In a film with a self-absorbed directorial vision, concentrating solely on the look, it is difficult for the cast to stand up and be noticed. Only DiCaprio manages it, his screen presence bringing an intensity that the film severely lacks up until his introduction. His turn as the delusional Gatsby is strong, though the repetition of his overused term of affection ‘old sport’ does hinder the enjoyment. Reading the phrase over and over again in the novel establishes it as something the character says a lot but without overemphasising the point, but after hearing it every second sentence in the film, it starts to grate a little. Despite this, his performance is magnetic, and at the height of his characters frustration, we are treated to a flash of brilliance not dissimilar to the ‘skull scene’ in Django Unchained where Leo shows us what he can do, so in control when his character loses it. Where DiCaprio is deep, Maguire is contrastingly shallow. His wide-eyed expression constant and his whining voiceover irritating, reminiscent of his dopey Peter Parker portrayals. The only reason he should be looking so shocked continuously is that people keep giving him acting jobs. Mulligan and Edgerton are a little better, but not much. Mulligan plays Daisy with an enduring innocence, her angelic features and dainty frame help achieve a certain attractive vulnerability that is fun to watch throughout, but I feel she isn’t given enough opportunity to glow. Edgerton’s Tom is passable, but distinctly average, escaping the hard-done-by nice guy roles he is more suited to. Minor supporting roles from Jason Clarke and Isla Fisher are just that, minor, but necessary, both key in the pivotal plot devices.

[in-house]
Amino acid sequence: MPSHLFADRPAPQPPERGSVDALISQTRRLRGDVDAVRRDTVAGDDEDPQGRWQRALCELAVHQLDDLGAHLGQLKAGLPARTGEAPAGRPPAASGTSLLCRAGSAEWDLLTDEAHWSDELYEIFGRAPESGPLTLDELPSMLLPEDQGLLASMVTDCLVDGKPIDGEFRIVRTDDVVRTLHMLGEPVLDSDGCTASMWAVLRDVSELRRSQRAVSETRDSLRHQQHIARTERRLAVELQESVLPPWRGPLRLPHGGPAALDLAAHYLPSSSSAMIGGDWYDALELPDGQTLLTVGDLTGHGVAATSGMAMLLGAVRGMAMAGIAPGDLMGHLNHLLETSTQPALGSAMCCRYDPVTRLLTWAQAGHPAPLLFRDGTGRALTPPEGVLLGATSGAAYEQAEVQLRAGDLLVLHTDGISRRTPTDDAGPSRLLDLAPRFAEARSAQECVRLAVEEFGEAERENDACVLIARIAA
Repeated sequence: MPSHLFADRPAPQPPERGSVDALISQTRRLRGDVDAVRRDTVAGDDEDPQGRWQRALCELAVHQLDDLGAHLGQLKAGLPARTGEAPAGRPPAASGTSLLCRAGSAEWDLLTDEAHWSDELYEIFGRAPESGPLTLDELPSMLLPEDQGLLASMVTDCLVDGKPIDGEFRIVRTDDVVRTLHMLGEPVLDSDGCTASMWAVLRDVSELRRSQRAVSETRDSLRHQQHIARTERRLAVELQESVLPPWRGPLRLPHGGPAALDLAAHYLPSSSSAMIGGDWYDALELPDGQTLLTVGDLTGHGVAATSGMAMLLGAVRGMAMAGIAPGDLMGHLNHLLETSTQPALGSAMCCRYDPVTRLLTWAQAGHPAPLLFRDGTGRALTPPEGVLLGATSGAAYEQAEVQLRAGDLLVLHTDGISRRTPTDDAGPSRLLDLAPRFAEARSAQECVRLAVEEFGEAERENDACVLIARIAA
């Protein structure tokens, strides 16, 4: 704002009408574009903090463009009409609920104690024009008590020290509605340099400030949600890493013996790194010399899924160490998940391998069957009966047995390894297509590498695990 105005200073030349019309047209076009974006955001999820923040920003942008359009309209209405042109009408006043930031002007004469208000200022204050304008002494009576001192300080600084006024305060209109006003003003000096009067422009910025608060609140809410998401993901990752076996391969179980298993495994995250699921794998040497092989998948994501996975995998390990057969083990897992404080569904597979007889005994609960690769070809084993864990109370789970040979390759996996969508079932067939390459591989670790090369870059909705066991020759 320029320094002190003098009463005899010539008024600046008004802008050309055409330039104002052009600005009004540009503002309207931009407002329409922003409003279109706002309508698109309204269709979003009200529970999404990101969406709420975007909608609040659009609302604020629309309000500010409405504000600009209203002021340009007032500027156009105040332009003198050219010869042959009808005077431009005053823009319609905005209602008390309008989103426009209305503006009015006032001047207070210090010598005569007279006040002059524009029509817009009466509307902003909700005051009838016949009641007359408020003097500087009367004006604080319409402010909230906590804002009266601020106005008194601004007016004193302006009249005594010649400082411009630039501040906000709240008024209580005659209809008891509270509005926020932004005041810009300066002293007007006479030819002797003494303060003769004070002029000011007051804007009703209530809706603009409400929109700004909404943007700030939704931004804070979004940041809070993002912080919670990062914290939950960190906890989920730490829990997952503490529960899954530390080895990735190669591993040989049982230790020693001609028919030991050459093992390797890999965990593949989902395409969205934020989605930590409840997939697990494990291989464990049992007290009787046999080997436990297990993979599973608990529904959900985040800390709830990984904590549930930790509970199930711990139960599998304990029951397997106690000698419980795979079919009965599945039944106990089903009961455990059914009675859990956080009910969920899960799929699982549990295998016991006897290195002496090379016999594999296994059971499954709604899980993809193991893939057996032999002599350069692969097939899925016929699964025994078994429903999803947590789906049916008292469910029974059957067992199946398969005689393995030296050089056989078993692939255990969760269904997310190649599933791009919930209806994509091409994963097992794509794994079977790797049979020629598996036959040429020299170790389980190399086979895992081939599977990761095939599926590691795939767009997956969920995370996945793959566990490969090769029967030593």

Luhrmann’s creativity has gone to good use in the past, his work benefiting from his active imagination but with ‘The Great Gatsby’, it is misguided and out of place. The plot of the book is glossed over, substituted with over indulgent cinematography, and the characters aren’t given the depth that they deserve. The novel takes you into Jay Gatsby’s mind, exploring his idealistic, yet compulsive notions of the perfect life. His naive thoughts and supposed fabricated tales of his past are a joy to behold, as he tries endlessly to make this a reality. However this latest effort from a mind just as determined, runs parallel in its result, resembling a dream that’s a relief to wake up from.